Radar systems, first used during WWII, are commonplace on larger, ocean-going vessels but for quite a number of reasons – cost being a major one but also the inherent danger of traditional radar signals – they haven’t been found on too many smaller craft.
With the exception of tall-masted vessels, keeping boat users and radar signals separated isn’t easy!
The electronics age has revolutionised small boat use with accurate positioning guaranteed, collision avoidance systems, depth sounders, world-wide radio contact, AIS and much more.
But now there’s a new player in the game: Broadband Radar, which promises to revolutionise navigation for vessels of all sizes – at a price that is significantly lower, bringing it into the range of the casual yachtsman or recreational fishing boat owner.
Inside the Navico Broadband Radar radome, along with the electronics which drives it. There is no physical connection between the transmit/receive antennas (at top) and the drive system - spinning toroids induce power and data is fed via an IR link.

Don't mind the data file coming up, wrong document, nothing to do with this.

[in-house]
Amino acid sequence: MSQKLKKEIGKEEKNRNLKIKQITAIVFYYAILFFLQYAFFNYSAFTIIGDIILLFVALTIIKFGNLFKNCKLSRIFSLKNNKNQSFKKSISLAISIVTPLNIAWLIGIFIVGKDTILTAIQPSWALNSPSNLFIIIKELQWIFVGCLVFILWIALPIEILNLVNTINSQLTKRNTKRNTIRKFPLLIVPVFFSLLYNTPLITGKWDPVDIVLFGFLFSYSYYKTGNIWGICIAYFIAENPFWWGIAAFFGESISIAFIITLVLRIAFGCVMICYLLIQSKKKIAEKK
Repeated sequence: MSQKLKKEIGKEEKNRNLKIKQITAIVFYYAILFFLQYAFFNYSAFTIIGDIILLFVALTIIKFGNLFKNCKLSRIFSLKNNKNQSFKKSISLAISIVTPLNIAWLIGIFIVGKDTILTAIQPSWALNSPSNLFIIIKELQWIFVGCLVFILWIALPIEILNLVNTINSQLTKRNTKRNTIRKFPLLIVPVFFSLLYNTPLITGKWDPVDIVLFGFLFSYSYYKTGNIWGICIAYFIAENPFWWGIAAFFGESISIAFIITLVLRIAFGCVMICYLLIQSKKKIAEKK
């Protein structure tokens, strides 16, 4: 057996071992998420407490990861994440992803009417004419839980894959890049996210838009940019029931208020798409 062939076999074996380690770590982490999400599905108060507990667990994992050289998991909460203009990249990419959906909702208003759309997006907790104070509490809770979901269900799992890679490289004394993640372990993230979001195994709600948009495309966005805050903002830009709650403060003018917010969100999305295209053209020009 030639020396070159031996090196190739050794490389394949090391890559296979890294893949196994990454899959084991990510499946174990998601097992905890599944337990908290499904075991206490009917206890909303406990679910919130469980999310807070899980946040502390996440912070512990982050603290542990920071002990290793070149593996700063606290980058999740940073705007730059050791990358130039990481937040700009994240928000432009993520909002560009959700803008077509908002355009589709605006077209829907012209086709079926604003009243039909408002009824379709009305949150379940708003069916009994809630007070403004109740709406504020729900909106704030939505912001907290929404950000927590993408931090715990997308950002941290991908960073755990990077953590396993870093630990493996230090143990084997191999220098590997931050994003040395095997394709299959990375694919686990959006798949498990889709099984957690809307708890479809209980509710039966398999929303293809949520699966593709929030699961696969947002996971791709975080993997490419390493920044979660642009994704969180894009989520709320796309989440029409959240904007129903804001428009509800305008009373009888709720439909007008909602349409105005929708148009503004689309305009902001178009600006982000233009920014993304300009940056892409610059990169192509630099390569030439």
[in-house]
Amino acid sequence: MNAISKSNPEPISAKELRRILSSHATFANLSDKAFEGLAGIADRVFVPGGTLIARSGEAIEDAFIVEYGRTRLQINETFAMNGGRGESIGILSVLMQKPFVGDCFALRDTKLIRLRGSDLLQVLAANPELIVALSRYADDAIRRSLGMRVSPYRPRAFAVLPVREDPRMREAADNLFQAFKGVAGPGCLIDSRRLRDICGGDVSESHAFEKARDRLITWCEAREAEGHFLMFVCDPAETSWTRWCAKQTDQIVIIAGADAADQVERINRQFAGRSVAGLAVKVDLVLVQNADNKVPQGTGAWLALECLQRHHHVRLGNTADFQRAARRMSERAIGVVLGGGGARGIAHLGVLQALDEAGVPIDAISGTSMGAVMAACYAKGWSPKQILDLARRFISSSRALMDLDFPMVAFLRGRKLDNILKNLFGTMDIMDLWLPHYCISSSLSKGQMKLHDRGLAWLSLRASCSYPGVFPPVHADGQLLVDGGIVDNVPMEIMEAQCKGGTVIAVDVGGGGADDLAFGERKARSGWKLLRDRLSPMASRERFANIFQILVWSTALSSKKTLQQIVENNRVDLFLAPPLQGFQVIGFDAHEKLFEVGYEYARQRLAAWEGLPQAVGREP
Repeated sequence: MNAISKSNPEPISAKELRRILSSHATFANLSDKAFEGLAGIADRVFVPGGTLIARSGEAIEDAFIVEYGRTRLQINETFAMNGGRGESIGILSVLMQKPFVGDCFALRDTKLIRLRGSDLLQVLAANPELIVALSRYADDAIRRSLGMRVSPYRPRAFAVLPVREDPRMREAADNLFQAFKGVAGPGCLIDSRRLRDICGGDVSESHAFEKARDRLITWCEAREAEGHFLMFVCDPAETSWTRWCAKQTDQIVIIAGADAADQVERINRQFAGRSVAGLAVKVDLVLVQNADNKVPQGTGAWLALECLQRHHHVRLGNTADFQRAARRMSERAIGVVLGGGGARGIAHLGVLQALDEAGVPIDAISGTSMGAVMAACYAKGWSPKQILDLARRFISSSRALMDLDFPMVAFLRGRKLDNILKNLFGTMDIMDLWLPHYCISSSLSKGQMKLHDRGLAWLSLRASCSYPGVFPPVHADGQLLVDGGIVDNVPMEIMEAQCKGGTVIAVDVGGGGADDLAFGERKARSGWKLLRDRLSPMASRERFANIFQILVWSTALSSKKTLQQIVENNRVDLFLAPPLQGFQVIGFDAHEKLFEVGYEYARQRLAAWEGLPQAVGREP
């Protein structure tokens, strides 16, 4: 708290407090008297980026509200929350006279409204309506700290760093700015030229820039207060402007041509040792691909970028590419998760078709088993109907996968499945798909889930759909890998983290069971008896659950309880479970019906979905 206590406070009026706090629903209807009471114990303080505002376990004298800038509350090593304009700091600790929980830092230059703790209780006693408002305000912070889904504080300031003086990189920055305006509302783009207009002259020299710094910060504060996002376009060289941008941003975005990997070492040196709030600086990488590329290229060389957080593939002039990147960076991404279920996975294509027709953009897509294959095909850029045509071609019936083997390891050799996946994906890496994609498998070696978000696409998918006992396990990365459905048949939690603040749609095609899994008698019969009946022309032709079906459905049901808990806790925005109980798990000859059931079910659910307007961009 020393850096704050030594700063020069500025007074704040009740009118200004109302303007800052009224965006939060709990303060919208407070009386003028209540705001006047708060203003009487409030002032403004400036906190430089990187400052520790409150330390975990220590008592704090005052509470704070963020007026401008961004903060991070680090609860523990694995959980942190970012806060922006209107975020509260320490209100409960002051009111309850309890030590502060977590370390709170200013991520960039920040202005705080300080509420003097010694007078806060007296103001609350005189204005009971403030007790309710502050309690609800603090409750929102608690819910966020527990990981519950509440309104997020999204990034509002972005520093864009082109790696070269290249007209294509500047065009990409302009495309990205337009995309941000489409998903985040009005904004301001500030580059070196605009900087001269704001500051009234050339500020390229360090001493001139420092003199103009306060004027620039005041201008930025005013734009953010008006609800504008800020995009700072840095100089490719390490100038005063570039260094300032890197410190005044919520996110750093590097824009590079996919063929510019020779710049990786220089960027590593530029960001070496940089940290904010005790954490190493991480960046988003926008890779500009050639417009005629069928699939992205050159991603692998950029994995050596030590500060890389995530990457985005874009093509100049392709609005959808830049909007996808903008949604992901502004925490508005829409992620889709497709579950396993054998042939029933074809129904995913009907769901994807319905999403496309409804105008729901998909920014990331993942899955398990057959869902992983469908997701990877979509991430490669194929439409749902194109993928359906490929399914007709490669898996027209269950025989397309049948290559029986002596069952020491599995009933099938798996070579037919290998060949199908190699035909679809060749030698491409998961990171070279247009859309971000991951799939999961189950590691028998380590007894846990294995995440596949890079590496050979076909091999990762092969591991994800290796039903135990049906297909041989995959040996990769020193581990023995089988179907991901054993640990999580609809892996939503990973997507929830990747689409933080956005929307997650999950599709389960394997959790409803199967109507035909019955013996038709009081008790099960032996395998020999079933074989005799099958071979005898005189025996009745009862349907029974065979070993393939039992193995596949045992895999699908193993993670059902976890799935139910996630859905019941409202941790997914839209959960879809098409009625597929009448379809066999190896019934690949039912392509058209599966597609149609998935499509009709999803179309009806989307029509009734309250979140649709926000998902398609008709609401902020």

Not only that, it’s dramatically safer to use than existing (pulse) radar systems.
Broadband Radar utilises technology similar to that used in military and IMO-certified radar applications – unlike anything else on the recreational marine market.
Designed from the ground up, Broadband Radar is not an improvement on old designs, rather its a completely new design.
Consumer FMCW (Frequency-Modulated Continuous Wave) Broadband Radar technology was introduced during 2009. It came after more than five years of intensive research, development and testing, even when one manufacturer ‘threw in the towel’ as too hard/too expensive.
It was developed by Navico, the world’s largest marine electronics company, which has five leading marine electronics brands: B&G, Eagle, Lowrance, Northstar and Simrad. Broadband Radar is available in three of their brands: Northstar, Lowrance and Simrad.
Broadband Radar systems clearly differentiate between docks, channel markers, pilings, moored vessels and other important targets.
Target resolution is from <10m up to 13km (7 nautical miles), depending on the size of the object.
This comparison of Broadband vs Pulse radar shows a line of mooring poles. In the Broadband image (left) there's a boat moored between the fourth and fifth poles - a fact completely missed by the pulse radar. In fact, it's having a hard time differentiating the poles! Just as important is the "blind spot" immediately around the pulse radar, masking close craft.